Located in the heart of downtown Indianapolis in White River State Park, the Indiana State Museum showcases the state’s art, science and cultural history from the prehistoric era to now. The museum’s permanent collection tells Indiana’s story, from glaciers to the first settlers, with a Native American exhibit that highlights the various cultures of local and regional tribes. The first floor showcases the state’s natural history while the second floor has its cultural history, with exhibits like The Ancient Seas, Birth of the Earth, Crossroads of America and Global Indiana. Each year, several traveling exhibits pass through the museum, allowing visitors to see something new with each trip. During Christmastime every year, part of the museum’s third floor transforms into Santa’s home, and children can ride the Santa Claus Express train. The museum also contains an IMAX theater, showing documentaries and family-friendly movies.
It's a good idea to arrive early at Movie Tavern, and not only if you hate missing the opening credits. Early birds can peruse the extensive menu of chef-crafted American cuisine, from kobe beef sliders to pizza and sandwiches. But even after the show begins, the snacks keep coming. Unobtrusive servers slip in during the show to deliver orders, and can be called on for more drinks or dessert with the push of a button. Guests can even sip margaritas or signature cocktails at the full bar before heading in to the theater. The family-friendly establishment also serves finger food for kiddies.
As for the entertainment, audiences get to enjoy all-digital presentations of first-run films any day of the week, plus Retro Cinema every Wednesday morning at 11:30 a.m. as well as Tuesday and Thursday evenings at 7:30 p.m. Audiences also benefit from Movie Tavern's membership program. Anyone can sign up for free online to receive one free bag of popcorn, plus a free ticket every year on their birthday, special offers, movie news, and invites to screenings and other special events.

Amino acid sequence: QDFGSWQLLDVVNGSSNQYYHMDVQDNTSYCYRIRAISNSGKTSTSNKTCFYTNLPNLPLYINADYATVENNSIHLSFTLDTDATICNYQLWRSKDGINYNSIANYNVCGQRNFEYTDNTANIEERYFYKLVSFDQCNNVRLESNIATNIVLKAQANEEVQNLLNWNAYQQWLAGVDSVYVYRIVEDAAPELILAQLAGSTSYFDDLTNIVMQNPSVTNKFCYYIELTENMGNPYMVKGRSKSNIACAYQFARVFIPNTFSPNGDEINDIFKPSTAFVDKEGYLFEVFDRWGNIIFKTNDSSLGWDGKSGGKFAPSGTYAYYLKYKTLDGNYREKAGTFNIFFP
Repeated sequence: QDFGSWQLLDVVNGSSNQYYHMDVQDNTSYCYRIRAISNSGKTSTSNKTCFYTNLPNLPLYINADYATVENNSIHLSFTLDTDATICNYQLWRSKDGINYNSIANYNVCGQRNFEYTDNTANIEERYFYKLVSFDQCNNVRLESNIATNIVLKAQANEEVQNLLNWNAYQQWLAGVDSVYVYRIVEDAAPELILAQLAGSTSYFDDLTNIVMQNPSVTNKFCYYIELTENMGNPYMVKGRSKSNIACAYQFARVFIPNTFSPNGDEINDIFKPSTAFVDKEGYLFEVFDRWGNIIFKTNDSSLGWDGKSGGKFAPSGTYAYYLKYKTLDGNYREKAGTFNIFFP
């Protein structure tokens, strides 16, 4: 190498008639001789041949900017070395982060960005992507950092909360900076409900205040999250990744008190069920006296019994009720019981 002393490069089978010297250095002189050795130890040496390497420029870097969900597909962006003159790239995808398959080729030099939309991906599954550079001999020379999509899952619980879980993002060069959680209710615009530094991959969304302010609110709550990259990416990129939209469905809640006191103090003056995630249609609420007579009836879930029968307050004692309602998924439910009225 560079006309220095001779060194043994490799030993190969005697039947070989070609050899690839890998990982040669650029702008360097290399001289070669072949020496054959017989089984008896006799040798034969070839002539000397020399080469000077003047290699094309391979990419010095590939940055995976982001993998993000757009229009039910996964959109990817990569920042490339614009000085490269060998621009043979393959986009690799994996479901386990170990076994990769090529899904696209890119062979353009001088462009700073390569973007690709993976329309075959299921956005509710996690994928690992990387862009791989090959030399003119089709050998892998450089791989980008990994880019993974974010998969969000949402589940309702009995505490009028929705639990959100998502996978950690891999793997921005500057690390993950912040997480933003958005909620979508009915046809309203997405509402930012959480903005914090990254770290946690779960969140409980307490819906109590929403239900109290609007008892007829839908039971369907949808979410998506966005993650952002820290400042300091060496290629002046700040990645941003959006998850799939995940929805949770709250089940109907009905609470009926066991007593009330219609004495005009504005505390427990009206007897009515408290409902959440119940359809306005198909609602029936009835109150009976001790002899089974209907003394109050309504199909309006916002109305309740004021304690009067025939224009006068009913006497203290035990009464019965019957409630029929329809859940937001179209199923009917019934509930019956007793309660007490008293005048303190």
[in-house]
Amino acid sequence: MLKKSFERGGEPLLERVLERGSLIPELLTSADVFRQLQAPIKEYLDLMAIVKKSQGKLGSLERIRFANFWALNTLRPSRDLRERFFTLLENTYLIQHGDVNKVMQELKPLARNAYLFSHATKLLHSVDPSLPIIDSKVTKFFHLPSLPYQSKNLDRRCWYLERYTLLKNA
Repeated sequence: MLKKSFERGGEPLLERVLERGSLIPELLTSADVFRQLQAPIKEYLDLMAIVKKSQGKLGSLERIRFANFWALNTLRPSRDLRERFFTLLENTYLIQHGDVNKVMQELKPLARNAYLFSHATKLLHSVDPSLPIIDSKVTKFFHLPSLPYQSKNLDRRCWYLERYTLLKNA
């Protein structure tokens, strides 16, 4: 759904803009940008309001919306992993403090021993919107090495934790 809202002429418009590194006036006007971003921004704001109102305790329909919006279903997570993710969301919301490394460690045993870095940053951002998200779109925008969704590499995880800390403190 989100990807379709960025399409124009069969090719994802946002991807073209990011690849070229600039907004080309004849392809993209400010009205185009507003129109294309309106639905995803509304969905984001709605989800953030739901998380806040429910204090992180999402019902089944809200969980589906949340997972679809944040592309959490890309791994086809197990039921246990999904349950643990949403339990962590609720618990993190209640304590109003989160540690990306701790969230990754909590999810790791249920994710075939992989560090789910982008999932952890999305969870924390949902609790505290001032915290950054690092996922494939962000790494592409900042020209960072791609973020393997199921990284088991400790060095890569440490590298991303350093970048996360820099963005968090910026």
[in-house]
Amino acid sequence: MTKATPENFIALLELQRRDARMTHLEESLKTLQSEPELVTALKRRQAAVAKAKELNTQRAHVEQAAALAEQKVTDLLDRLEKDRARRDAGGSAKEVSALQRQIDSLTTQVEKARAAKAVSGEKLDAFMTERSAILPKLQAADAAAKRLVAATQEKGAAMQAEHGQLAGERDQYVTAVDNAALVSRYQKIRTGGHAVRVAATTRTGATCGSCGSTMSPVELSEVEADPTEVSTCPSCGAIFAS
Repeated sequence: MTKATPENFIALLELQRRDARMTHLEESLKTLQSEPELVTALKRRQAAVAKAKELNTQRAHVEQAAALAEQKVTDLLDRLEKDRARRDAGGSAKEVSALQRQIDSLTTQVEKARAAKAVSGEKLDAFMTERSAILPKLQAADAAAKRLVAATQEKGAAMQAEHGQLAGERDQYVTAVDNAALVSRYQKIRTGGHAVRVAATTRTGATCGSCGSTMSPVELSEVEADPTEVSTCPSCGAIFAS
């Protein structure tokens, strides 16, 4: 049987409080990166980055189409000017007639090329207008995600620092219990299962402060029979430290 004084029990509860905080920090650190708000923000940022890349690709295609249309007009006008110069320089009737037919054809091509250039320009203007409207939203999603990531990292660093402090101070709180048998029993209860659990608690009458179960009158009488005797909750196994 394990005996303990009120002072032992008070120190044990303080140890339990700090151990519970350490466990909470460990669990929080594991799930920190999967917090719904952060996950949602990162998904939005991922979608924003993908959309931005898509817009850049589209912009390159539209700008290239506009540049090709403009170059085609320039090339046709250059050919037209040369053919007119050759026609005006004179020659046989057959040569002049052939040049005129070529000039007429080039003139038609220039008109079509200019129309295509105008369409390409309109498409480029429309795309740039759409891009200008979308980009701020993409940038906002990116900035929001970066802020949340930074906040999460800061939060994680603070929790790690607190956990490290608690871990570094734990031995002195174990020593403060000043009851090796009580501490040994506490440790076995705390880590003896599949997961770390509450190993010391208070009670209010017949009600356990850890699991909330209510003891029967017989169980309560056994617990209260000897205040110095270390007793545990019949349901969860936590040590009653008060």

Of all the positive things that have led Joke Factory Comedy Club to succeed, two may be the most potent: the regular lineups of local and nationally touring standup talent and the sheer moxie of veteran comic and Florida talkshow host Artie Fletcher. The latter of those two helped nurture the venue's capacity to host the former, prompting popular southern comic Eddie Caylor to dub the Joke Factory "the little club that could and did." Today, after having firmly established itself on the comedy scene, the venue serves up big laughs every Friday and Saturday, alongside its signature adult beverage, "The Joke."
Running strong for 37 years, the Indianapolis Greek Fest collects Hellenic food, music, and tradition under the benevolent bulk of the Holy Trinity Church. Tote along family members or a triad of friends to nosh on Greek cuisine while gazing at the fancy and authentic footwork of costumed dance troupes. Spiced hunks of lamb twirl send savory aromas wafting far and wide, and patrons can yank flavor from the ocean by nibbling on fried calamari. Flaky and feta-cheesy spanakopita rests easily between fingers, and flaming saganaki bounces frantically between daredevil fingers. Sugary bites, from honey-drenched baklava to buttery koulourakia, cloy pleasingly at the palate, and thirsty throats can quaff a Dionysian refreshment and revive parched stomachs with wine and beer. Transmute Grecian enthusiasm into dance by bumping up against the energetic sounds of Greek band Kosta and the Wave, or delve into the rich, storied and ornately painted tradition of Greek Orthodox Christianity with regular church tours of the Trinitarian sanctuary throughout the fest.
Wafford Theater brings movies of years past to the screen again. Audiences can enjoy black-and-white, color, and sepia-tone films such as 1944's Arsenic and Old Lace and 1965's The Sound of Music. On Wednesday, the theater projects reels of old Westerns featuring Ken Maynard and John Wayne.
At Drive-In of Terror, visitors are lulled into a false sense of security as they enjoy a drive-in movie and a complimentary bag of popcorn. But after the credits roll, they traverse the attraction's more than 6 acres of spooky sights, which are designed to give visitors a fright that won't cause any lasting damage. The organizers put together such PG-13 scares as possessed scarecrows, a parade of costumed characters, and inexplicably seedless pumpkins.